I’ve got the perfect example of a person blaming the world for her dog’s behaviour and refusing to undertake any responsibility herself. About two years ago, my husband was walking George through our forest by himself. Suddenly a big, black dog appeared from nowhere and run straight to George trying to bite him. My husband had to pick George up and try to keep the dog away, hoping that its owner would emerge from the forest and regain control over it. Well, nobody came, and the dog eventually went back in the woods. Ever since that day, George has been very weary of black dogs and we carry a stick when we go walking in the woods. Last year, about one year after the attack, my boys were out walking through the same forest, and the same thing happened. The same dog run towards us and attacked George. This time it was wearing a strap over it’s mouth, but it was still trying to damage George. My husband didn’t pick George up, but let him off the lead so that he can run around the dog as he usually does. George, however, must have been too scared to stick around and ran away so fast that noone could see where he’d gone. Whilst me husband was calling George and looking for him, the other dog’s owner finally appeared. It was an old lady who didn’t look at all happy to see him and started shouting that he’s abusing her dog! My husband didn’t have time to stop and argue with her, so he left her to search for George. Luckily, George had run home and, when my husband phoned me to tell me what had happened, I looked outside and found George sitting by the back gate. On his way back home, my husband bumped into the woman going home with her dog. She tried to avoid him but he went straight to her and told her what a lot of other people apparently had told her many times before: that her dog is dangerous and she shouldn’t let it off the lead. Then she started moaning that she doesn’t know what to do with the dog, that it had been a lovely dog until it got attacked by a Husky, then it changed, but it wasn’t its fault, or her fault, it was, of course the Husky’s fault…she couldn’t keep the dog on the lead because it needed its freedom, etc. etc. She would not accept any responsibility whatsoever… We haven’t seen that dog since, but I dread to think of the damage it might have caused during all this time, unless she got her act together…
    Sorry for the long story, I hope it helps make my point :S

    • Didi and Sara, thanks for sharing your stories and comments. As you both have indicated, the ramifications can be enormous when we don’t accept responsibility. I see this happen nearly every day in the workforce when adults blame other adults, it’s not just dogs and children that become the scapegoat. On the bright side, I definitely do see very positive situations where individuals take responsibility and interactions then are incredibly different — and positive! I think raising the awareness is the best place to do. It was good that your husband talked to the woman; she may never do something about this, but she definitely would not do anything if no one was confronting her. We have to start somewhere!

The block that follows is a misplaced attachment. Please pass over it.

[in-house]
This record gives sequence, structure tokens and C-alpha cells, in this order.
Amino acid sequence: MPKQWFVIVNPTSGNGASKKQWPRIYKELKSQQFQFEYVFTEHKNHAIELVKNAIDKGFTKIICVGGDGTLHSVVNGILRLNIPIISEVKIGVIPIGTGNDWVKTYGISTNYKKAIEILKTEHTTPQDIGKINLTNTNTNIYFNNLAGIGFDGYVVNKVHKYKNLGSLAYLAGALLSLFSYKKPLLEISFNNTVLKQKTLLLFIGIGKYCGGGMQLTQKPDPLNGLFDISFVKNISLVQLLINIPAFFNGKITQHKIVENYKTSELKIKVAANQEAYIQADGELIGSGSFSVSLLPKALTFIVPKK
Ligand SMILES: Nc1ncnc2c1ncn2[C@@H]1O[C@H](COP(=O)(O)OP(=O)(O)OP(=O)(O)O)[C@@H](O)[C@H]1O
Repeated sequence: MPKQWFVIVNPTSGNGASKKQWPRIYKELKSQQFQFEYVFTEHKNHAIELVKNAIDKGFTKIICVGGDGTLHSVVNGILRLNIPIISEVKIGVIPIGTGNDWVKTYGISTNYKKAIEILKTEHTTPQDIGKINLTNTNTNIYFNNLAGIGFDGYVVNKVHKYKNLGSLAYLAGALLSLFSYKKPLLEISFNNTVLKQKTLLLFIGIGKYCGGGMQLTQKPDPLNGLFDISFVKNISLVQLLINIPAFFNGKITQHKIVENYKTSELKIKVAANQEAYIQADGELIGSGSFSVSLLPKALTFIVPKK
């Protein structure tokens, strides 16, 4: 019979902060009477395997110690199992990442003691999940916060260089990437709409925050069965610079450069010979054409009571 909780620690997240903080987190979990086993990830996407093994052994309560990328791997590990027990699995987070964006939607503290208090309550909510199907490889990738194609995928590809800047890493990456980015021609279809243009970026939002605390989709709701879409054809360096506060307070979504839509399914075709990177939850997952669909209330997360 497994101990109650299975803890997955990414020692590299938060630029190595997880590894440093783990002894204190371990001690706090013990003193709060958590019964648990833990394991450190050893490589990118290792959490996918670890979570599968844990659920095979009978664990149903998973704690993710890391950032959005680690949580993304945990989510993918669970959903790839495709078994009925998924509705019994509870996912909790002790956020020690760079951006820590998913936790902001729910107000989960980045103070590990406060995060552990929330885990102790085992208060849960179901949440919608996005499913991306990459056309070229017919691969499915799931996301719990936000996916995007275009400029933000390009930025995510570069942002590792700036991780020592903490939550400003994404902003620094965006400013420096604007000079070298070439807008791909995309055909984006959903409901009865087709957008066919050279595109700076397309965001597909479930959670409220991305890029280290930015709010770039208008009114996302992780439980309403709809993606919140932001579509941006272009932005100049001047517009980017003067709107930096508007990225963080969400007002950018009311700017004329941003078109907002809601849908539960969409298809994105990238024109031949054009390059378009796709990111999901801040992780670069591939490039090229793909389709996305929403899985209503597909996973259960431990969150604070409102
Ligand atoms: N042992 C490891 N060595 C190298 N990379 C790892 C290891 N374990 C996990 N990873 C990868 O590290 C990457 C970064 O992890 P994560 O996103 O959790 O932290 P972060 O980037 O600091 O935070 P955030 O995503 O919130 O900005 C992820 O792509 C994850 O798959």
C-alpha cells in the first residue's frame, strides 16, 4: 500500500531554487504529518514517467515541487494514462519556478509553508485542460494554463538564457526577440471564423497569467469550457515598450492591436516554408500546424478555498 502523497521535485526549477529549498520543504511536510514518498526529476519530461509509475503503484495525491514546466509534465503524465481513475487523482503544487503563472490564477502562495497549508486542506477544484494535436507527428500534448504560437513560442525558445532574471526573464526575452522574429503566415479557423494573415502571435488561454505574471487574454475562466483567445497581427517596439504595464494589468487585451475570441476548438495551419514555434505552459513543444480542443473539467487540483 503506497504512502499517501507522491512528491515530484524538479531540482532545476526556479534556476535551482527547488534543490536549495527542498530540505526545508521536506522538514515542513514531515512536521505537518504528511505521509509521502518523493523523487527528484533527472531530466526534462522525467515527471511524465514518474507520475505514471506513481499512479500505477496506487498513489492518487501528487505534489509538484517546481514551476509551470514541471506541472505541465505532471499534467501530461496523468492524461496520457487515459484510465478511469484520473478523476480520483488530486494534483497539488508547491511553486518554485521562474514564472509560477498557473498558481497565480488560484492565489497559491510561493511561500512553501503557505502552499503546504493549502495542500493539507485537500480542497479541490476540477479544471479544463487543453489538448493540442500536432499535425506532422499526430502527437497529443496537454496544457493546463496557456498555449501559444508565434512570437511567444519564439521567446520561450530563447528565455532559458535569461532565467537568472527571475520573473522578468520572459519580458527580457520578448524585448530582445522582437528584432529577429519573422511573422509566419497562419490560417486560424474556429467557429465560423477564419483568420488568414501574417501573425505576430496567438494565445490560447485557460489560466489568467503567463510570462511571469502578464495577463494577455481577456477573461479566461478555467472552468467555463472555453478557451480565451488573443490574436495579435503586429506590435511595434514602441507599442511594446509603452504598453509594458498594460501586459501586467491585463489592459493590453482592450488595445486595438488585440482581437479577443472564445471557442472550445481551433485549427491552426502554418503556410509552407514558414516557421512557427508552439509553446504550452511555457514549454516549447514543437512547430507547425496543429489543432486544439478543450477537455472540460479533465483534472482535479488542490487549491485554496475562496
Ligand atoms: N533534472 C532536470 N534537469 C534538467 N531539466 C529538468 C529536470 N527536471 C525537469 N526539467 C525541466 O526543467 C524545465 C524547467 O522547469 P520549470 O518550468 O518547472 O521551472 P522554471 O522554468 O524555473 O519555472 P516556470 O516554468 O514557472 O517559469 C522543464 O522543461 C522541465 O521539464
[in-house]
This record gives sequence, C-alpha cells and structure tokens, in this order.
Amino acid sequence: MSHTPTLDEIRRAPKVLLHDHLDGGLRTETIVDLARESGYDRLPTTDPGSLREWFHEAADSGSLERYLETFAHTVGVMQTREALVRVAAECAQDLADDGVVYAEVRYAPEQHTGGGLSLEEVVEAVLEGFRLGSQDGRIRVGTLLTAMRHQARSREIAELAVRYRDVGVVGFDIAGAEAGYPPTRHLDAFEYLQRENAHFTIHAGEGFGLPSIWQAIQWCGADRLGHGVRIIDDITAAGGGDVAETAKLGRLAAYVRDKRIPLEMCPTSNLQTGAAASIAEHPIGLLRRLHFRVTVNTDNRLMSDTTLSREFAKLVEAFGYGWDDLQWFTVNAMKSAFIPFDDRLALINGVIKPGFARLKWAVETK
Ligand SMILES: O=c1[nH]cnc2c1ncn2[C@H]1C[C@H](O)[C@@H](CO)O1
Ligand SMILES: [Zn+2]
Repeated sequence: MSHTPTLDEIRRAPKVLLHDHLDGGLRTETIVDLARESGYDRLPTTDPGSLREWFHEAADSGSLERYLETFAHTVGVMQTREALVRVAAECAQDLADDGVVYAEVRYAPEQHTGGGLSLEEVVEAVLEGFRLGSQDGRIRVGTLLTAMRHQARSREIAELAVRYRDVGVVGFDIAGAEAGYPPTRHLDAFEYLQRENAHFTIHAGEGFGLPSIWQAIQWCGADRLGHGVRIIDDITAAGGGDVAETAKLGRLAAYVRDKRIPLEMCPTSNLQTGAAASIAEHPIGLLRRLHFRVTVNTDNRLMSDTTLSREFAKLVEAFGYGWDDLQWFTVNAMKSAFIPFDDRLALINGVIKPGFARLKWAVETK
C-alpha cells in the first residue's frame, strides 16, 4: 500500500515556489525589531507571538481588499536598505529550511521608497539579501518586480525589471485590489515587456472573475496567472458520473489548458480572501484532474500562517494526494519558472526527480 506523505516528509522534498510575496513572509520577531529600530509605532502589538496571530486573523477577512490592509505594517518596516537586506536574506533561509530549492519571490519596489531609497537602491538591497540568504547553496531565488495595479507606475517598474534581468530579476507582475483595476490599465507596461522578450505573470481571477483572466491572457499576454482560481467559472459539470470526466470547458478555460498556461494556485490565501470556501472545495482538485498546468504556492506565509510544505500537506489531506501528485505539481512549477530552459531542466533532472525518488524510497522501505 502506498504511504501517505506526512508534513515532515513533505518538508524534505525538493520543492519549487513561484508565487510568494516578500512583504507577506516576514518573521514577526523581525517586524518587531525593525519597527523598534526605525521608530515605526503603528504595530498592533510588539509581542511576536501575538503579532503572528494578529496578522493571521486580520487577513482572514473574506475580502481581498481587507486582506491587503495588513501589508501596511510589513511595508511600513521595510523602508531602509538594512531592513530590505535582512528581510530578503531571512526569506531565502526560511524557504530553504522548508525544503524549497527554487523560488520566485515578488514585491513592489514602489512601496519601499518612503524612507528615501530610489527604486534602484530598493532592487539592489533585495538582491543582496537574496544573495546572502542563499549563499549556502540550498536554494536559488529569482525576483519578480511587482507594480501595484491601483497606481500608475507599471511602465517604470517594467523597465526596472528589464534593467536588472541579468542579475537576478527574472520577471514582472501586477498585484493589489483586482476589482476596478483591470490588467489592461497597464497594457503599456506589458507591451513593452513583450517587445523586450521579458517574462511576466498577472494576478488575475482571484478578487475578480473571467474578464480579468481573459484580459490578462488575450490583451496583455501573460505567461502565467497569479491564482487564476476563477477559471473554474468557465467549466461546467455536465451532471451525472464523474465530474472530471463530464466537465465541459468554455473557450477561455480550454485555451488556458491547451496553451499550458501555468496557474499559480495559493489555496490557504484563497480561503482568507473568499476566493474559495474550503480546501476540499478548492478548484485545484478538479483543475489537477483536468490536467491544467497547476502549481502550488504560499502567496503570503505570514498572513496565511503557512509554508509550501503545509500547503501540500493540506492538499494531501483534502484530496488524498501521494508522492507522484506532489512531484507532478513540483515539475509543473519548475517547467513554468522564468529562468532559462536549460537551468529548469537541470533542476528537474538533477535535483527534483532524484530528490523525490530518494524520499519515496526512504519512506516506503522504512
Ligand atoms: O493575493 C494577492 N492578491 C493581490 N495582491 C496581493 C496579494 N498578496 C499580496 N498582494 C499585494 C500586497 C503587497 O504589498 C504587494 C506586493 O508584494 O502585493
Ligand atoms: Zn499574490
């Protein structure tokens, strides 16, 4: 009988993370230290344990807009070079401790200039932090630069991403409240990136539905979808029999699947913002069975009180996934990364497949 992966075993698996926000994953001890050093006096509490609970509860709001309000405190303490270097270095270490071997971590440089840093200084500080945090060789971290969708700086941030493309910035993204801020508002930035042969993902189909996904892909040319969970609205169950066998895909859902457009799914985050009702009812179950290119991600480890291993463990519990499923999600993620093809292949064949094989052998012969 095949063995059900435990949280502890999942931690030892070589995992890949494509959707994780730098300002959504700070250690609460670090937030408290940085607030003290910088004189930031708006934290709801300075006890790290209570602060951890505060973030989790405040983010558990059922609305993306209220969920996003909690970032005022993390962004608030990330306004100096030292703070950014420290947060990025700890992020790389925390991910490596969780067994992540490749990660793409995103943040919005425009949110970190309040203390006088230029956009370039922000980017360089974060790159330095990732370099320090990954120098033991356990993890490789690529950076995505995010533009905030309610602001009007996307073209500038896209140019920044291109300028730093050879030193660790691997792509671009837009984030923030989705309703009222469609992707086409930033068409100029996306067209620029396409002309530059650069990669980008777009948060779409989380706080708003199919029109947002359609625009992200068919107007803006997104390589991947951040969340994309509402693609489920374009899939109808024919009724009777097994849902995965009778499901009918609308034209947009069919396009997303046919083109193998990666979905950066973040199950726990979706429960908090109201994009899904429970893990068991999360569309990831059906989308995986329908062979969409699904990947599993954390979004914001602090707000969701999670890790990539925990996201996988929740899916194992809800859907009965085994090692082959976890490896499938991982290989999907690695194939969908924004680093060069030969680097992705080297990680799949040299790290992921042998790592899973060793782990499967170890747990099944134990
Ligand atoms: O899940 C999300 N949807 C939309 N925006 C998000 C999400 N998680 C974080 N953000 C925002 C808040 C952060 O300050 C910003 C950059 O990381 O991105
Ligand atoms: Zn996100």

3. That story made me feel mighty protective for George. Your husband is much more civilized than mine. If mine had been there threats would have been made. And I can’t say I would have disaprooved.

    In the workplace, people are more likely to own up to their behaviors when the managers and team leaders lead by example. It is best to build someone up, rather than tear them down when ever possible. Even when addressing a mistake.

    It is better to say, “how can this be made better?” rather than to say, “this is not good enough.”

    • Very wise advice, Sara. And I totally agree with you that being a good role model is important. There can’t be a double standard for performance if it’s going to work right. I like your approach to ask “how can this be made better?” (And I love that you felt protective for George.)

  4. didiwright says:

    Girls, you’re both so nice, why can’t I have friends like you in the ‘real’ world?
    I completely agree with you, Sara, leading by example is the best way. A soft touch on what and how we say things is also crucial. A little change of words like in your example can make a world of difference. I’ve experienced that as a parent, with Brianna: she’s much more cooperative if we ask her to revisit a situation and see how she could correct or improve it, than she is if we bluntly tell that she’s wrong. I also had the opportunity to test this theory when I was a teacher, and the result was the same. I got a lot more cooperation when I used the “lead with a velvet glove” approach.
    Thanks for feeling protective for George, I think it’s very sweet and I really appreciate it. But don’t worry, his dad’s a lion when it comes to protecting his little boy. I think I would be, too, but luckily haven’t been put in that position yet. I’m pretty good with the stick, though. And I’m better at shouting back than my hubby, too 🙂